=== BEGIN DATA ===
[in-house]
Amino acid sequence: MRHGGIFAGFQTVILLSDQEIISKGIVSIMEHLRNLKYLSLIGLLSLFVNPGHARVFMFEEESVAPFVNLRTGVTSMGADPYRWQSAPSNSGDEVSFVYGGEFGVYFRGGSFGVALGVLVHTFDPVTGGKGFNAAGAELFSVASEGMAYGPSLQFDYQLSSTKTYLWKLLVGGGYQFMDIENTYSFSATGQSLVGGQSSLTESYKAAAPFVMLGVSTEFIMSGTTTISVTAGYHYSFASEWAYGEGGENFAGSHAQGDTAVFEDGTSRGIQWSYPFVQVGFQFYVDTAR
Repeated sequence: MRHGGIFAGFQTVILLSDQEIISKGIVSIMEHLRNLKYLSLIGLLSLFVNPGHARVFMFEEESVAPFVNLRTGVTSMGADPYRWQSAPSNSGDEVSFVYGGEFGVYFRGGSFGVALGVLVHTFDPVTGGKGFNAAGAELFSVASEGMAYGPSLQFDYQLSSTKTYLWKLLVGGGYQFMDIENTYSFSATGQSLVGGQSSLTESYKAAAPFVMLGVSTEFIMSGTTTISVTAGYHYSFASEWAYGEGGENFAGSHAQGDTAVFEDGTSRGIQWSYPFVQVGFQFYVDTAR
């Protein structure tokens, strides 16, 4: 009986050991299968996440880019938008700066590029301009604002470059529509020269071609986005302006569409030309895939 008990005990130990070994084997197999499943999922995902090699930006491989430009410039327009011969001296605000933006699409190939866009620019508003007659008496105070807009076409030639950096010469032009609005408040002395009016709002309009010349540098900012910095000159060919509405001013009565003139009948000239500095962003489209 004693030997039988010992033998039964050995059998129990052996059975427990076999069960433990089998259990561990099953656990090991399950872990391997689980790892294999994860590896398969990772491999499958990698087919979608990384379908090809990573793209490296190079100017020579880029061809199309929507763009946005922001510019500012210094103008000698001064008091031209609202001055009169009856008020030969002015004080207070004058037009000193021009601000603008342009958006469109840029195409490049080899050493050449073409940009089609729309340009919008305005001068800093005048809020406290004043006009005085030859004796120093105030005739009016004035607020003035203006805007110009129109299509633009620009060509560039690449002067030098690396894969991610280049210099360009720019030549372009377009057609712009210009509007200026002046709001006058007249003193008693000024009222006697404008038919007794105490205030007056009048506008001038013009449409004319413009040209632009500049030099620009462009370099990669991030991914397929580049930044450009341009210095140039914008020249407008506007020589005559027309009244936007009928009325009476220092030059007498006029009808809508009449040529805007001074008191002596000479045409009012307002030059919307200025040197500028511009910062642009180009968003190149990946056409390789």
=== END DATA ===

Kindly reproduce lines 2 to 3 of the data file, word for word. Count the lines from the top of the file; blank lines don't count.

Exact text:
Amino acid sequence: MRHGGIFAGFQTVILLSDQEIISKGIVSIMEHLRNLKYLSLIGLLSLFVNPGHARVFMFEEESVAPFVNLRTGVTSMGADPYRWQSAPSNSGDEVSFVYGGEFGVYFRGGSFGVALGVLVHTFDPVTGGKGFNAAGAELFSVASEGMAYGPSLQFDYQLSSTKTYLWKLLVGGGYQFMDIENTYSFSATGQSLVGGQSSLTESYKAAAPFVMLGVSTEFIMSGTTTISVTAGYHYSFASEWAYGEGGENFAGSHAQGDTAVFEDGTSRGIQWSYPFVQVGFQFYVDTAR
Repeated sequence: MRHGGIFAGFQTVILLSDQEIISKGIVSIMEHLRNLKYLSLIGLLSLFVNPGHARVFMFEEESVAPFVNLRTGVTSMGADPYRWQSAPSNSGDEVSFVYGGEFGVYFRGGSFGVALGVLVHTFDPVTGGKGFNAAGAELFSVASEGMAYGPSLQFDYQLSSTKTYLWKLLVGGGYQFMDIENTYSFSATGQSLVGGQSSLTESYKAAAPFVMLGVSTEFIMSGTTTISVTAGYHYSFASEWAYGEGGENFAGSHAQGDTAVFEDGTSRGIQWSYPFVQVGFQFYVDTAR